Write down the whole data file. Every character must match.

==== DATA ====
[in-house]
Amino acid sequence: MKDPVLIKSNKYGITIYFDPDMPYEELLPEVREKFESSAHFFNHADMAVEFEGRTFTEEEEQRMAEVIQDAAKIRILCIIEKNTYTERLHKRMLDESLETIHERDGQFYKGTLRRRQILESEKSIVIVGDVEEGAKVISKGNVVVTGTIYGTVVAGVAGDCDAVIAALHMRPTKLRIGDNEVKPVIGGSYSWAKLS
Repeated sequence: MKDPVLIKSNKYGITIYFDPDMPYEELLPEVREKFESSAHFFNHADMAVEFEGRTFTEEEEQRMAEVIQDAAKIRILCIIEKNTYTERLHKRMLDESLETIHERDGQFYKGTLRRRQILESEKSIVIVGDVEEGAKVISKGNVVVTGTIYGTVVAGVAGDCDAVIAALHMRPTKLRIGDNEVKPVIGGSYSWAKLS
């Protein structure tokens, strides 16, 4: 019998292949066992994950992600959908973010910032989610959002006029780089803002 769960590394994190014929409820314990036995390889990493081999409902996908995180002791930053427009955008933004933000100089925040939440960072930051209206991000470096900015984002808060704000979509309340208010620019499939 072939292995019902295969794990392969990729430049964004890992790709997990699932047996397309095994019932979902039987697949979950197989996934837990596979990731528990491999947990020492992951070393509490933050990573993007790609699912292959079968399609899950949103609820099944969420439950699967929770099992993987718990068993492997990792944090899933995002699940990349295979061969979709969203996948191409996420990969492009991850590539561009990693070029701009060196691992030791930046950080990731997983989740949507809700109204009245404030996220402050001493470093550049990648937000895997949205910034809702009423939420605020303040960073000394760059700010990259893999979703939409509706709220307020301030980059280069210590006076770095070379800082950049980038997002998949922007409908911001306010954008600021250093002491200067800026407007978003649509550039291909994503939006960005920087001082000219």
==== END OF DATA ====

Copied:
[in-house]
Amino acid sequence: MKDPVLIKSNKYGITIYFDPDMPYEELLPEVREKFESSAHFFNHADMAVEFEGRTFTEEEEQRMAEVIQDAAKIRILCIIEKNTYTERLHKRMLDESLETIHERDGQFYKGTLRRRQILESEKSIVIVGDVEEGAKVISKGNVVVTGTIYGTVVAGVAGDCDAVIAALHMRPTKLRIGDNEVKPVIGGSYSWAKLS
Repeated sequence: MKDPVLIKSNKYGITIYFDPDMPYEELLPEVREKFESSAHFFNHADMAVEFEGRTFTEEEEQRMAEVIQDAAKIRILCIIEKNTYTERLHKRMLDESLETIHERDGQFYKGTLRRRQILESEKSIVIVGDVEEGAKVISKGNVVVTGTIYGTVVAGVAGDCDAVIAALHMRPTKLRIGDNEVKPVIGGSYSWAKLS
């Protein structure tokens, strides 16, 4: 019998292949066992994950992600959908973010910032989610959002006029780089803002 769960590394994190014929409820314990036995390889990493081999409902996908995180002791930053427009955008933004933000100089925040939440960072930051209206991000470096900015984002808060704000979509309340208010620019499939 072939292995019902295969794990392969990729430049964004890992790709997990699932047996397309095994019932979902039987697949979950197989996934837990596979990731528990491999947990020492992951070393509490933050990573993007790609699912292959079968399609899950949103609820099944969420439950699967929770099992993987718990068993492997990792944090899933995002699940990349295979061969979709969203996948191409996420990969492009991850590539561009990693070029701009060196691992030791930046950080990731997983989740949507809700109204009245404030996220402050001493470093550049990648937000895997949205910034809702009423939420605020303040960073000394760059700010990259893999979703939409509706709220307020301030980059280069210590006076770095070379800082950049980038997002998949922007409908911001306010954008600021250093002491200067800026407007978003649509550039291909994503939006960005920087001082000219």